Another approach to storing power generated from roof-top solar panels or wind turbines is to use the batteries of the motor cars, vans, buses, tractors, trains, etc., owned by the government, businesses, and private individuals. Sri Lanka has some eight million such “engines”. If these were all hybrid vehicles storing an average of 50 kWh, these when integrated by connection of the vehicles to the grid will create a spatially distributed mega-battery of 40 GW capacity. Such a possibility means that the cost of the giant battery is divided among eight million owners and costs very little to the government.

Vehicle-to-grid storage is still a new concept but almost ready to jump off the research lab to industry. It requires dedicated two-way charging devices that communicate with the vehicles using high-level aggregator control systems. However, this technology already exists. Nissan offers a limited vehicle-to-home (V2H) system that lets people use their cars to store energy from roof-top solar panels until nightfall, when power is needed. However, the integration to the grid is a task that the AI-engineers who are in charge of the grid should develop, according to the local needs, by integrating the V2H systems with the grid.

I have only considered the 22 reservoirs usually described as dedicated hydro-electric reservoirs in the above  discussion.  If the reservoirs dedicated to irrigation ( at least 12 more)  are also included in the analysis, the use of floating solar arrays on them can be used to increase the available water as a very robust buffer against drought by cutting the evaporation from them.  The electricity generated from those floating solar panels can also be used to save water in the hydro-electric reservoirs. Hence the estimates given in the previous sections are a modest lower bound to what can be down.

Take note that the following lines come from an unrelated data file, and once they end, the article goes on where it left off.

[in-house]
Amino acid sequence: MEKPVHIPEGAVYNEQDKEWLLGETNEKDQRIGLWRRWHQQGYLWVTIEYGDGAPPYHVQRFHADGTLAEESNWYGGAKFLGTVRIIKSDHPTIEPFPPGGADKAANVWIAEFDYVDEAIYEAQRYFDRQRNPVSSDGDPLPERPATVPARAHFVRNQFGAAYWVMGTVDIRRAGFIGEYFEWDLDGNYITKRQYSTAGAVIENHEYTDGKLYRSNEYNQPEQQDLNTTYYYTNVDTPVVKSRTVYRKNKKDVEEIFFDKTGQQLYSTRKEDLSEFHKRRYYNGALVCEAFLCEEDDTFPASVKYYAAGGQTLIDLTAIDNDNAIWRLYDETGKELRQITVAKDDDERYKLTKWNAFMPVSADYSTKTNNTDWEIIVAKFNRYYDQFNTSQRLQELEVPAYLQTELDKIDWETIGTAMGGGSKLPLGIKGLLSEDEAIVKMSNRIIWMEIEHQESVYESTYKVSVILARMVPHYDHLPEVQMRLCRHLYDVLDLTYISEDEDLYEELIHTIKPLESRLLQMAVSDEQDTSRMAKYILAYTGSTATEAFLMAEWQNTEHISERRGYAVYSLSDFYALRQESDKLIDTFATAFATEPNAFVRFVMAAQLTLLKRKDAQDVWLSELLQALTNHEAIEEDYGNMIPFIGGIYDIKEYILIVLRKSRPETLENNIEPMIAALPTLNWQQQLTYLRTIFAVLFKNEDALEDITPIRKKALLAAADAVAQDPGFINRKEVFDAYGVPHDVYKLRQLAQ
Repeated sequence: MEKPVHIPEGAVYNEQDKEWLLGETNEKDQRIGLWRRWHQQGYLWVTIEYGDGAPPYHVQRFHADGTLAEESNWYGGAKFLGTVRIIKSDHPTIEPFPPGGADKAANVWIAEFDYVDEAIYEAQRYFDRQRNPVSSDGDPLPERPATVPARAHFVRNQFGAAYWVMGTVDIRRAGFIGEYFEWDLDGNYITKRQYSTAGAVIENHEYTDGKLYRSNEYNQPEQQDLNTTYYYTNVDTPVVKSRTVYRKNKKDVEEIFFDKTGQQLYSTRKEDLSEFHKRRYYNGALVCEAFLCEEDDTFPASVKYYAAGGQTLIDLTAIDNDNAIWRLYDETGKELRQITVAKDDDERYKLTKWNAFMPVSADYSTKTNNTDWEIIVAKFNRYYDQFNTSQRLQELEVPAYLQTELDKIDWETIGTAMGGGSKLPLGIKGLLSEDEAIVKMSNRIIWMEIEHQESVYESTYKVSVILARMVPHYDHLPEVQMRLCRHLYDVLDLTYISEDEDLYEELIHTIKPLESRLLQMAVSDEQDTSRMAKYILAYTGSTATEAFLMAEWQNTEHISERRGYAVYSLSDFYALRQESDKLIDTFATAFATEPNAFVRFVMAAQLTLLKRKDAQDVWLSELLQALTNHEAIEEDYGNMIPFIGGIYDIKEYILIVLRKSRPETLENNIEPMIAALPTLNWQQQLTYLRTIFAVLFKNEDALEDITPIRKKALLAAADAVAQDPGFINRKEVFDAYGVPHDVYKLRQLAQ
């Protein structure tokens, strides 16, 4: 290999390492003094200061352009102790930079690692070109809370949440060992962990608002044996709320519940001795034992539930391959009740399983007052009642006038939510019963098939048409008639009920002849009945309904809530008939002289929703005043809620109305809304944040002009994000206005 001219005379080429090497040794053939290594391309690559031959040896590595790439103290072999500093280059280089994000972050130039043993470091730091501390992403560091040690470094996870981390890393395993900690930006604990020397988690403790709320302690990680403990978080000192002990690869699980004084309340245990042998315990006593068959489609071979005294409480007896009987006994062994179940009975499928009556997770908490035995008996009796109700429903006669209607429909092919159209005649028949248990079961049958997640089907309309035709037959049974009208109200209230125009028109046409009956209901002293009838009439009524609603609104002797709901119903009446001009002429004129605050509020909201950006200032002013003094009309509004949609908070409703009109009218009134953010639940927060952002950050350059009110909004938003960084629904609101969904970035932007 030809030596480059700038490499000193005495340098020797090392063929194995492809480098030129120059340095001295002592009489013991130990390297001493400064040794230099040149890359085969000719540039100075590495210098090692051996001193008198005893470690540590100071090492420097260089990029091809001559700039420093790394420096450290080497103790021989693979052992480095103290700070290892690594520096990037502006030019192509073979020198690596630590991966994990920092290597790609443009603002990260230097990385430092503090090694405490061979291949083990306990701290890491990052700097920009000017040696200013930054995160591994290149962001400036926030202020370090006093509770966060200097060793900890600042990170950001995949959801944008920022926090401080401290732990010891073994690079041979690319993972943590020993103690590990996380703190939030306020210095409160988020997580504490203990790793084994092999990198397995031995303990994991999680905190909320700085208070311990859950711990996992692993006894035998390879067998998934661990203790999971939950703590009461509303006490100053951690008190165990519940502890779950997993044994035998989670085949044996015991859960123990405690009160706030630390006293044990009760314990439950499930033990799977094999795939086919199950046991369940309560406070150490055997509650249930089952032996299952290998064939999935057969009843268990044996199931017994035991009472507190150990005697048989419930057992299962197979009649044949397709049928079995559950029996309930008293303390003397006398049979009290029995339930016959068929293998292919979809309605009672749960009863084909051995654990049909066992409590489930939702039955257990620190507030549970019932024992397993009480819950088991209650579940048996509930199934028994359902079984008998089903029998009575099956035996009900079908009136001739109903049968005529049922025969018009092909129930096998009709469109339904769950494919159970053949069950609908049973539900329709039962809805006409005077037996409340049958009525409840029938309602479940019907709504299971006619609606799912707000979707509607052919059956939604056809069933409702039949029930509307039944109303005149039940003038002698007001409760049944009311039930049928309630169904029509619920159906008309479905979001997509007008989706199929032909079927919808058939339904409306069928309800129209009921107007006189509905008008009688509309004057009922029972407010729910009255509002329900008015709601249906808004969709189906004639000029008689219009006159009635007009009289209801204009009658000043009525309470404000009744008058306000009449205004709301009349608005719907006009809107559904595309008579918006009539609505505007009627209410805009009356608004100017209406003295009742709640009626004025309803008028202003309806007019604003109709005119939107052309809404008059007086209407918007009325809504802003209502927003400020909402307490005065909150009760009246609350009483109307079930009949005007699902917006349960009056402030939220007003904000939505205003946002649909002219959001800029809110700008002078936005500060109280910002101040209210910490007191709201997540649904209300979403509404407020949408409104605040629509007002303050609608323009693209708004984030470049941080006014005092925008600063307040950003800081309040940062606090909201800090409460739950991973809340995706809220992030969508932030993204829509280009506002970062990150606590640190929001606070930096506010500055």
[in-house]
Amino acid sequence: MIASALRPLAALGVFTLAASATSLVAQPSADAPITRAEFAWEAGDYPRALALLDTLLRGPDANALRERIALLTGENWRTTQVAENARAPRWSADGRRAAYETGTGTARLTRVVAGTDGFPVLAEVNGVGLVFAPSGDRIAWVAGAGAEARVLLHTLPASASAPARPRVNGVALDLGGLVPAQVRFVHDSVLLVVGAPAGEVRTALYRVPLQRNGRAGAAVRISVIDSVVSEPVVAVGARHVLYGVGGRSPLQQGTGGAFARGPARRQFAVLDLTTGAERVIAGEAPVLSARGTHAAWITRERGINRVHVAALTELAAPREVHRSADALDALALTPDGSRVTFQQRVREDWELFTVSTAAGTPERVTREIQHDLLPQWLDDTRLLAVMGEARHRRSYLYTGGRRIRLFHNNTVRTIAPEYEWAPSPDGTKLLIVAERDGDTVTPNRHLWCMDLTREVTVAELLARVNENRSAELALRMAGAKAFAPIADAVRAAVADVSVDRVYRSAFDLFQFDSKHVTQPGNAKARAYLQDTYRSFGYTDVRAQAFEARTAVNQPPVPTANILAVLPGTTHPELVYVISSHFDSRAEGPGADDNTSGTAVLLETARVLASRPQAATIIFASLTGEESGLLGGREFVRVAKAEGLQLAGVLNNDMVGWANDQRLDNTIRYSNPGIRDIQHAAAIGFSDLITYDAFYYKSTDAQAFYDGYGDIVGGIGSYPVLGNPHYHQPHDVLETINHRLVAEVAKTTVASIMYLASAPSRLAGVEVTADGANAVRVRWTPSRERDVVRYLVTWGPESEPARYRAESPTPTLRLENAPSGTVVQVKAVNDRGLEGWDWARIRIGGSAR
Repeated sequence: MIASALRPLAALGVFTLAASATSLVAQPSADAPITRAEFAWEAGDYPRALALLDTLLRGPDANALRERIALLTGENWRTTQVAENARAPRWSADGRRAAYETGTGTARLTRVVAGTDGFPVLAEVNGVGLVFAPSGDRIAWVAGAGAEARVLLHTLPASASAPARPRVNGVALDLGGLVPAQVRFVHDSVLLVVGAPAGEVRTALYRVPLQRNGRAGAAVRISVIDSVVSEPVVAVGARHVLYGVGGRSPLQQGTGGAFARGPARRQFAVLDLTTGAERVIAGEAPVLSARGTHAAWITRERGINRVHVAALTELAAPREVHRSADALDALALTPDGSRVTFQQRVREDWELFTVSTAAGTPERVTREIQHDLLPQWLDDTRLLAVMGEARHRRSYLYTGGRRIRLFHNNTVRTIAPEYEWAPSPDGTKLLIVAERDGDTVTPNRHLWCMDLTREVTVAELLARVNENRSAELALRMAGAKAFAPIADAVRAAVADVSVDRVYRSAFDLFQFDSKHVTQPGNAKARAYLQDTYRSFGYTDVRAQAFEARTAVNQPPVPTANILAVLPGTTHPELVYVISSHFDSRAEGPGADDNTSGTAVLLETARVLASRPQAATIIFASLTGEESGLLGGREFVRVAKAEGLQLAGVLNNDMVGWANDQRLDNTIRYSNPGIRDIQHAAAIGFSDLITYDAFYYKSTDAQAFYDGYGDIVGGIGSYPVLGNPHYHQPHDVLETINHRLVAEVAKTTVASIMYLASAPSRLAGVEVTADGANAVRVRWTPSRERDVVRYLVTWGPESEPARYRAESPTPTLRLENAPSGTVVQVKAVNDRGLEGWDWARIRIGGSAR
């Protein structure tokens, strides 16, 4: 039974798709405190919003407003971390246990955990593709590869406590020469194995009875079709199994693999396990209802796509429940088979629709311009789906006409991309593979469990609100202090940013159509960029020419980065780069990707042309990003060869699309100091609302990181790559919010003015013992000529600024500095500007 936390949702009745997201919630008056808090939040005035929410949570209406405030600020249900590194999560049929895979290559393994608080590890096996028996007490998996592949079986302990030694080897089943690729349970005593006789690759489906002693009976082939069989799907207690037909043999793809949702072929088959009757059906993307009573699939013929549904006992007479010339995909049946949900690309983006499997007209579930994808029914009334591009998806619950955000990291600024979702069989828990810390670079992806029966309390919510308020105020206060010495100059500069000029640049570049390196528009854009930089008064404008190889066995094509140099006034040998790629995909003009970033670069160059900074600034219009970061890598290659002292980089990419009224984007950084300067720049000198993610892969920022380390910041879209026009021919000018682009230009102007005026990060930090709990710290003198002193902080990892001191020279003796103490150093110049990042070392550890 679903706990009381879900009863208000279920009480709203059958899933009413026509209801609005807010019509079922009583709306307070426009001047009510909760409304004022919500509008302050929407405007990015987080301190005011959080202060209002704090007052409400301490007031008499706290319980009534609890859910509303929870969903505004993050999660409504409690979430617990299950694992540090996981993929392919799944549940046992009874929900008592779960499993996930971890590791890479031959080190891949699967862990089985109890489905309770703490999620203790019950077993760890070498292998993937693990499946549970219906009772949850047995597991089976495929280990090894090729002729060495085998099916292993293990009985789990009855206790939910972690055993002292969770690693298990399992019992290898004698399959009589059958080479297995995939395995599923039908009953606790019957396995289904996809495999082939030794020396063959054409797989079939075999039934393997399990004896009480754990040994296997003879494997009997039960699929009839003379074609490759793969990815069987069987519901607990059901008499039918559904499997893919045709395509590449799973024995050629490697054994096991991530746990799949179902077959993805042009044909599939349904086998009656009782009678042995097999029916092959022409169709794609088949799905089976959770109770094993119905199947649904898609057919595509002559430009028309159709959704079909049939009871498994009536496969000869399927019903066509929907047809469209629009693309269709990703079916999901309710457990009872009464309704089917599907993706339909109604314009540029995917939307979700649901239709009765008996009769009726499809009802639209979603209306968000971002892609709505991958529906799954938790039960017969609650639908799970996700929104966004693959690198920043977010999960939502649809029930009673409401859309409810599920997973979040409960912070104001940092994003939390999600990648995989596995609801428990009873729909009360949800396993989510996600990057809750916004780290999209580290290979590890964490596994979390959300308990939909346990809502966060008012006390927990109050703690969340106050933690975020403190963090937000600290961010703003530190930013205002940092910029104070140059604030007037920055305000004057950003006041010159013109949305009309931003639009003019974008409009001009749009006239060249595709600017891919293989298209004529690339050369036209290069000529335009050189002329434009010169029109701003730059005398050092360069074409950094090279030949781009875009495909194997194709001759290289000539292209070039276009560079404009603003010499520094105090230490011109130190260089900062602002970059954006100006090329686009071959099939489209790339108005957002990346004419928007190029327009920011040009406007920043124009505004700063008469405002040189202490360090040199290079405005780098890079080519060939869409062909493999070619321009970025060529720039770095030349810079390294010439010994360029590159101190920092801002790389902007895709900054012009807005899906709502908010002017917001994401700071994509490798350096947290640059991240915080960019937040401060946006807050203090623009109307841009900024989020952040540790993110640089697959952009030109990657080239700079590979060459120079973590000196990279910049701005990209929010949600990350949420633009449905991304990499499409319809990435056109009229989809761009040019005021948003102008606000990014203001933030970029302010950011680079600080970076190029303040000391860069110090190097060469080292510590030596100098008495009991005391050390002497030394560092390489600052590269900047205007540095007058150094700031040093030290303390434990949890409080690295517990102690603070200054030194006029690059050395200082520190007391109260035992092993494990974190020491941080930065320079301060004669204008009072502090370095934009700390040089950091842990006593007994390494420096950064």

Unfortunately, there is a great reluctance to move away from the well-trodden path of coal and oil that the older power engineers of Sri Lanka learnt during their “E-Fac” days. Most of the hydro-power potential in Sri Lanka has already been harnessed. The politicians and senior managers are lobbied by the well-heeled fossil-fuel merchants who come with so-called “turn-key solutions” to the Nation’s energy problems, but at the price of a long-term commitment to being bled for ever; sapping the nation’s wealth, and also its health and environmental well being. Such long term issues are of no interest to politicians who are assured of a pension after even one term in office, with near absentee attendance in parliament.

Chandre Dharmawardana